Kia not Liable in Deadly Optima Crash in Tenn.

     (CN) – A mother cannot sue Kia Motors for her daughter’s death in a crash in which her accelerator jammed, causing to her Optima to collide with two other cars, a fence, a tree and a house, before it finally came to a stop, the 11th Circuit ruled.
     In May 2005, Allene Hughes was leaving a Waffle House parking lot in Chattanooga, Tenn., when she realized she had gone out the wrong way and was traveling against oncoming traffic. As she attempted to rectify the situation at the nearest intersection, her Optima was struck by a Mack truck pulling a loaded fuel tanker trailer.
     The collision jammed her accelerator pedal, so fuel continued to push her Kia Optima forward, pinballing the car about, so that it collided with two parked cars, a fence, a tree, three metal posts, and a flag pole, before ultimately stopping when it hit a house.
     Hughes was declared dead at the hospital of traumatic brain trauma.
     Her mother, Patricia Hughes, sued Kia in Georgia Superior Court, alleging the car company’s failure to equip the Optima with a fuel shut-off switch led to her daughter’s death.
     However, Hughes’ expert medical witness testified that he could not conclusively determine whether her daughter’s brain injury was caused by the impact with the Mack truck, or by one of the subsequent collisions.
     He opined that it was “more likely than not that” Hughes’ fatal injury occurred after the initial accident, because he believed the Optima’s side airbag “offered her significant protection in that Mack truck impact.”
     However, the front air bag in the Optima had deployed in a previous accident and was never replaced. Therefore, no reasonable juror could conclude that the lack of a shut-off switch caused Hughes’ injuries, a federal judge ruled.
     The 11th Circuit affirmed the decision for Kia Friday.
     “Burton was unable to rule out the Mack truck impact as the cause of Allene’s fatal injury. He admitted that he lacked sufficient information about the Optima’s impacts with the Toyota Corolla and Geo Tracker to determine whether these impacts caused or did not cause the injury,” Judge Gerald Tjoflat said, writing for the three-judge panel.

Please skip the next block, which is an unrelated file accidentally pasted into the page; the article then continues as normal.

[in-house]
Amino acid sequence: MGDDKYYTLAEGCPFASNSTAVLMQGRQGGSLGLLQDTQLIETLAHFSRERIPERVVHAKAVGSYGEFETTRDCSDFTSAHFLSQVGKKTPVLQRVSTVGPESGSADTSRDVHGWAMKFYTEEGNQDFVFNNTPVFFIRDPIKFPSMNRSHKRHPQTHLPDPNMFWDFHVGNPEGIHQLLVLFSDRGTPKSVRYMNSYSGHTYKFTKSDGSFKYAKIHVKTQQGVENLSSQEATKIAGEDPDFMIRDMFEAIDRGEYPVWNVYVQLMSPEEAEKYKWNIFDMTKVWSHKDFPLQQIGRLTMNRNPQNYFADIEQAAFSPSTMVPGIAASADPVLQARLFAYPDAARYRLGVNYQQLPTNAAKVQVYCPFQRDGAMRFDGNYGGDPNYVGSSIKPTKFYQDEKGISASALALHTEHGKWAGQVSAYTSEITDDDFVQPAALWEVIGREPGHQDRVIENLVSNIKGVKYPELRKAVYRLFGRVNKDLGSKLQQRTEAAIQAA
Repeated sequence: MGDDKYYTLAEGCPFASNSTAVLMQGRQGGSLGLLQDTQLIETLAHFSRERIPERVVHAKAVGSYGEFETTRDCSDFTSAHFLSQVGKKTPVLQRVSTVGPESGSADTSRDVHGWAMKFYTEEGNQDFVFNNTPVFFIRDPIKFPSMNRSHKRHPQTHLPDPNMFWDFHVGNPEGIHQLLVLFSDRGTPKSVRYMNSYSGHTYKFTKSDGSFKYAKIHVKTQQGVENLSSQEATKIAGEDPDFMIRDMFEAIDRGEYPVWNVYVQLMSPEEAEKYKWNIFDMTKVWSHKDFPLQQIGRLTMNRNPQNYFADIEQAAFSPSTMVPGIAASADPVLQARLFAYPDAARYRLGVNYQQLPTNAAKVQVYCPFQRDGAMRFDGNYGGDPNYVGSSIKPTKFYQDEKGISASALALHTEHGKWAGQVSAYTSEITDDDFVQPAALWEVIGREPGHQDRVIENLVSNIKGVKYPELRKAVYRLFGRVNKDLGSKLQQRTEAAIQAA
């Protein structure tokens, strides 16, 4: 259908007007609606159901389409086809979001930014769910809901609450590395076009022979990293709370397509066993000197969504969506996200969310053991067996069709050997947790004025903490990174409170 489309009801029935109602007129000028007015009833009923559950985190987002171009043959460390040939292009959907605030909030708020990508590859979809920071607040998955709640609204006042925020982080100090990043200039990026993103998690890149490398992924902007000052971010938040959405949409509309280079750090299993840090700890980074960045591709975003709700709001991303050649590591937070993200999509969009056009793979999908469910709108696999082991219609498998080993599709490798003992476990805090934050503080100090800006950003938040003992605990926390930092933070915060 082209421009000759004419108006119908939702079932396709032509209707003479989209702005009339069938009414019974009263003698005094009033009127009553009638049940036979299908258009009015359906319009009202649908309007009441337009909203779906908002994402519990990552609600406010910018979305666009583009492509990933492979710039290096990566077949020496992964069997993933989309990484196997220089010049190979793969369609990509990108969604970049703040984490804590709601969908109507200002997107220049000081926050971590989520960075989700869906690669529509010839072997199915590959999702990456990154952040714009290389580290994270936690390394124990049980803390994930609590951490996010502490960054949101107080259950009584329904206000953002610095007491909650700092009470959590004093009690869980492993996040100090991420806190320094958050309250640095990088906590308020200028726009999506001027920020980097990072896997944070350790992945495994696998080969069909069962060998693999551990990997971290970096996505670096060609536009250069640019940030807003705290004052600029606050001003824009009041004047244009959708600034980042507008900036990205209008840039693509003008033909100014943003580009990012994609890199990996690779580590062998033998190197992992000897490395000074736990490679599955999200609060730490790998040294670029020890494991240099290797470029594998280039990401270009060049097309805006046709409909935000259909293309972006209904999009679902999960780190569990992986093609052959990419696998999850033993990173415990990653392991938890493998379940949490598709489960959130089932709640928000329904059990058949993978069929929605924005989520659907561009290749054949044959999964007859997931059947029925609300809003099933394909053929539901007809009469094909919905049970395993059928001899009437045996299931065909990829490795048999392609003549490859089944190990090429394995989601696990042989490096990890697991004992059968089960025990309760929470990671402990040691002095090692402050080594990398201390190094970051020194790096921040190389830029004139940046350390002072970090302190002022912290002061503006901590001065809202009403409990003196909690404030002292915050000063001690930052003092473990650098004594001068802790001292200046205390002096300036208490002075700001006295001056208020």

“And although he concluded that the impacts with the curbs had the potential to cause Allene to impact a structure inside the car and thereby cause her fatal injury, he could not opine that the curb impacts actually caused a collision with an interior structure and the fatal injury. Nor could Burton say that the impact with the house was sufficient to cause the fatal injury. Nevertheless, he asserted that Allene would not have sustained the fatal injury had the Optima been equipped with a shut-off switch,” Tjoflat wrote.
     The trial judge rightly questioned the reliability of this self-serving conclusion, and excluded Burton’s testimony because the “leap from data to opinion was too great,” the Atlanta-based appeals court found.
     Because Hughes cannot prove that her daughter did not receive her fatal injury in the collision with the Mack truck, the car’s lack of a shut-off switch may not have been involved with her death at all, according to the judgment.
     “She has not shown that the Mack truck impact did not cause Allene’s fatal injury, nor has she shown that the lack of a shut-off switch (as opposed to some other cause, such as the removed driver’s front airbag) was an actual cause of the fatal injury. As such, Kia is entitled to judgment as a matter of law because Hughes failed to create a genuine issue of material fact with respect to actual causation,” Tjoflat wrote. (Parentheses in original.)

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